Where to start… at the beginning would be good. I stumbled across the Heart Forth; Alicia kickstarter page while checking for updates on Chucklefish’s Starbound. Even as I pushed a post to G+ with the #GNiE hashtag, the game had already passed the initial funding goal.
Fair enough, I’m a sucker for sprite based games. As I mentioned on G+, I consider Grandia to be one of the best looking games of all time. Decades later the sprite-work and animations are still largely unmatched. So, any game that makes me think of Grandia’s sprite-work, or raises memories of Tales of Phantasia, or evokes the style of Seiken Densetsu… Is Doing Something Incredibly Right. A quick scroll down the Heart Forth; Alicia kickstarter page, and it was almost like looking at a demo reel of what Sprite based games might have been able to accomplish if polygons hadn’t taken over.
Without even reading through the updates or making sure there was a Linux client, just based on the visible sprite artwork, I registered as a backer myself. The existence of a Linux client is normally a litmus test of my own for whether or not a Kickstarter funded game is worth paying attention to. The basic argument for this litmus test is fairly simple; a developer following quote/unquote “Good Coding Practices” will be able to develop and ship a binary that will cross compile and execute on multiple platforms. If a developer is not able to immediately and simultaneously push updates to OSX, Linux, and Windows in one shot; then something in the development tool chain is broken. At some point the developer used a proprietary API, a proprietary Library, or wrote code that is explicitly tied to a single platform.
A quick glance at Steam’s Linux games collection or Humble Bundle quickly demonstrates that independent developers generally understand the concepts of “Good Coding Practices.” It is much easier to hit multiple platforms with a single source code base that is as platform-neutral as possible; rather than having to pay for other developers to come in and re-write the platform-specific components for a new platform the original developer was unfamiliar with or unable to target.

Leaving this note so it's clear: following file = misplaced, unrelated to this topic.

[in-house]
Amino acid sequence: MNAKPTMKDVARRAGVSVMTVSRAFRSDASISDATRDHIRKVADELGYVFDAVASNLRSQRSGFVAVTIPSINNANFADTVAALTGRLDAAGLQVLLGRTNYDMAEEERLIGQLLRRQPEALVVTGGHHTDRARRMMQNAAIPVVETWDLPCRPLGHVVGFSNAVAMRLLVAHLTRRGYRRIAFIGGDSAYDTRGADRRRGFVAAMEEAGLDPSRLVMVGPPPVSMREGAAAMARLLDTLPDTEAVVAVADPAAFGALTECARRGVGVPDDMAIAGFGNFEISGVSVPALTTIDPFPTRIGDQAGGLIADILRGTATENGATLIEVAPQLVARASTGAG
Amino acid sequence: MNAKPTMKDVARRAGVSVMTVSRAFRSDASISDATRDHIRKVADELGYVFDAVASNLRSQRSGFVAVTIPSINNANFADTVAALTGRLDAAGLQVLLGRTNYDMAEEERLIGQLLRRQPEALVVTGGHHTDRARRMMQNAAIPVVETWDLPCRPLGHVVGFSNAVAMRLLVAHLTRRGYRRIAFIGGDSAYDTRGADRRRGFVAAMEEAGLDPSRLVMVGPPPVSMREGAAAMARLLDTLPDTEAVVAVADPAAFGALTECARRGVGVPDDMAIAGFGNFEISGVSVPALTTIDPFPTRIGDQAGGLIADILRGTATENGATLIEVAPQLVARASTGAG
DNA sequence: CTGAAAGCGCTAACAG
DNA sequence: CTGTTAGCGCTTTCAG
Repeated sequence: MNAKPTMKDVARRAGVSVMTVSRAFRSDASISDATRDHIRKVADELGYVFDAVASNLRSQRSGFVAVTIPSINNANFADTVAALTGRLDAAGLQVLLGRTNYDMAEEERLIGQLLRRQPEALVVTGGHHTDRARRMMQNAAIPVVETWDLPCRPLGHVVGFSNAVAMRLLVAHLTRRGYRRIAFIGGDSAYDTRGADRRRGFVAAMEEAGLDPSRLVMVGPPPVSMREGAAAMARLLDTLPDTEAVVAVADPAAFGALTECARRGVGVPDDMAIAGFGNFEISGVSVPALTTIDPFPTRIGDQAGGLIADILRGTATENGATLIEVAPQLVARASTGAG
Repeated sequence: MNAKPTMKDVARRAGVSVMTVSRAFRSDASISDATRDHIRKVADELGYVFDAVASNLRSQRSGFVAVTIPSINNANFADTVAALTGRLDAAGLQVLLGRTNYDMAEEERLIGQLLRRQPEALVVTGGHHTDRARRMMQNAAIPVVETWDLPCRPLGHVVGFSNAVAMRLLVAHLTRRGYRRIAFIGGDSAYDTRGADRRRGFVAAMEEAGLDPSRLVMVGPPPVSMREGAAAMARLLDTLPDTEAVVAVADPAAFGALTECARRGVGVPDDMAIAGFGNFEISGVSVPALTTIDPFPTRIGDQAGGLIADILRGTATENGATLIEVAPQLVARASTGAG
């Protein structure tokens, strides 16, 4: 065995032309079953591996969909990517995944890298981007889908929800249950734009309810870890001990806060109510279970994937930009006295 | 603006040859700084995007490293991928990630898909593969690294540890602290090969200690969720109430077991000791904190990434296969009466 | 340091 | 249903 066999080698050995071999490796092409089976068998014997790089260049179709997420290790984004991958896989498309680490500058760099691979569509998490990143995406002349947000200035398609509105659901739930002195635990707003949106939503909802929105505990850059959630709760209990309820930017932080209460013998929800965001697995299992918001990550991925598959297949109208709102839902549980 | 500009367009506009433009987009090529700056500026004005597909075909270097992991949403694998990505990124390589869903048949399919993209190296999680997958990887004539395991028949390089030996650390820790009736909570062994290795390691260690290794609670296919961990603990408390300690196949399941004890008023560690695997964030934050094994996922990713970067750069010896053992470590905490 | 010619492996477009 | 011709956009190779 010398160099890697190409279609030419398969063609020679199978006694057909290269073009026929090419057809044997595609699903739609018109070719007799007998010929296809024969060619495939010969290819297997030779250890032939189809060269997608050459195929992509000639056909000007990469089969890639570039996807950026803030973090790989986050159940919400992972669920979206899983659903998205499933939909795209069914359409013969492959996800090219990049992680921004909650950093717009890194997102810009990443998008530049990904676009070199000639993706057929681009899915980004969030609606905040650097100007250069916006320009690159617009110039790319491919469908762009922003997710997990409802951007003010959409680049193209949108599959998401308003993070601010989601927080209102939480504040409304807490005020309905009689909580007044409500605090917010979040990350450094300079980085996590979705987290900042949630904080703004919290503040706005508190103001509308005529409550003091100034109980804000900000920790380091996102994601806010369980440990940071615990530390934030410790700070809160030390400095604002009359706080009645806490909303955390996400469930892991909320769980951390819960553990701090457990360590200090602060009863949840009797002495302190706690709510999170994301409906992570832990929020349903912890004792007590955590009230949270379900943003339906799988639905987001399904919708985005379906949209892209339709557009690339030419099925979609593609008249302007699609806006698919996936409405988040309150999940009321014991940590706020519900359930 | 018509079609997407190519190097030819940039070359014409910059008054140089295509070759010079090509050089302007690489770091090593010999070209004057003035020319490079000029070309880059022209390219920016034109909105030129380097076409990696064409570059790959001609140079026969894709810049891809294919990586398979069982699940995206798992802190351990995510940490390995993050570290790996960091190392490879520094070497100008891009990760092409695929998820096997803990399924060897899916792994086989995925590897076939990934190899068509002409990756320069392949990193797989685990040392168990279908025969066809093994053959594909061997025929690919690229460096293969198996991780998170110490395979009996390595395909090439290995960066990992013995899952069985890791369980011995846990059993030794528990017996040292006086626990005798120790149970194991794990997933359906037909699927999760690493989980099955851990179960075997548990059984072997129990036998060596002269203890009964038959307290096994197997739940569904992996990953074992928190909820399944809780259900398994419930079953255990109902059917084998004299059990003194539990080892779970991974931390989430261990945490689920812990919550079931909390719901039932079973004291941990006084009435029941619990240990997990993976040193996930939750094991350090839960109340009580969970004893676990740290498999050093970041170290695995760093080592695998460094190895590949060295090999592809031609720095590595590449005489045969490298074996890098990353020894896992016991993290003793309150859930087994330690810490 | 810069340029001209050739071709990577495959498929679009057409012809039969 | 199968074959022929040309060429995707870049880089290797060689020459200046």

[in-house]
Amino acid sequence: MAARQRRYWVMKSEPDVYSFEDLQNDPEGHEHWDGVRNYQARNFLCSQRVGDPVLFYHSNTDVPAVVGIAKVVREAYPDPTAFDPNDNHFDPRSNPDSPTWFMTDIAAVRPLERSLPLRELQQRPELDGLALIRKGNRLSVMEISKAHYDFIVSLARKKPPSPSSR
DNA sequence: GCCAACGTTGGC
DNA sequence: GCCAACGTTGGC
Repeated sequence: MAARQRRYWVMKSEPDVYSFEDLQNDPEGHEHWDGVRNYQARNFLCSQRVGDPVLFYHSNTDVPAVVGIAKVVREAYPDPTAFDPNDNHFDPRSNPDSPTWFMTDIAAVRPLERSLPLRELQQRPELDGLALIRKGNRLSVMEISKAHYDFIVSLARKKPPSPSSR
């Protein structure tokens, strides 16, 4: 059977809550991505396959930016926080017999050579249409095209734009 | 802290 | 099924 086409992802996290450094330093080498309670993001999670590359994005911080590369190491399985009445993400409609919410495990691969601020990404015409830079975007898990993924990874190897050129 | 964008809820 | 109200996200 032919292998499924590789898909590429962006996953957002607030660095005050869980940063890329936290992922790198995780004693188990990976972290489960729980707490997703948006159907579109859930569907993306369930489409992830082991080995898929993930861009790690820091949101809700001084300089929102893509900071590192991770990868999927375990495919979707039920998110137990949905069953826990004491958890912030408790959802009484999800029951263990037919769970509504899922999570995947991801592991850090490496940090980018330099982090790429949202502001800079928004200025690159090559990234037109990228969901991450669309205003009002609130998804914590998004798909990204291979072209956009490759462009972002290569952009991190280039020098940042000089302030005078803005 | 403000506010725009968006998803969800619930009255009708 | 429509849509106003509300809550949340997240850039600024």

The bit about having to pay for a porting job seems to be what happened with Heart Forth; Alicia. While the first update specifically mentioned that Linux+OSX support was in discussion, it wasn’t till the fifth update that the contract cost of paying for that work was revealed. On a lot of levels, I don’t really fault Alonso Martin for adding Linux client support as a stretch goal. As I understand the history Alonso started his game nearly 7 years ago; and there have been significant changes in the ease of developing platform neutral code since then. It’s a bit much to ask a single developer working on his own special personal project to take time and learn different development practices.
So, with the heavy handed, not-at-all subtle, sledgehammer-like “Good Coding Practices” bit out of the way…
Heart Forth; Alicia is funded. Some of the stretch goals have already been met; and others remain. For those downstream who read this, Heart Forth; Alicia looks and sounds like a title that is probably worth your hard-earned cash.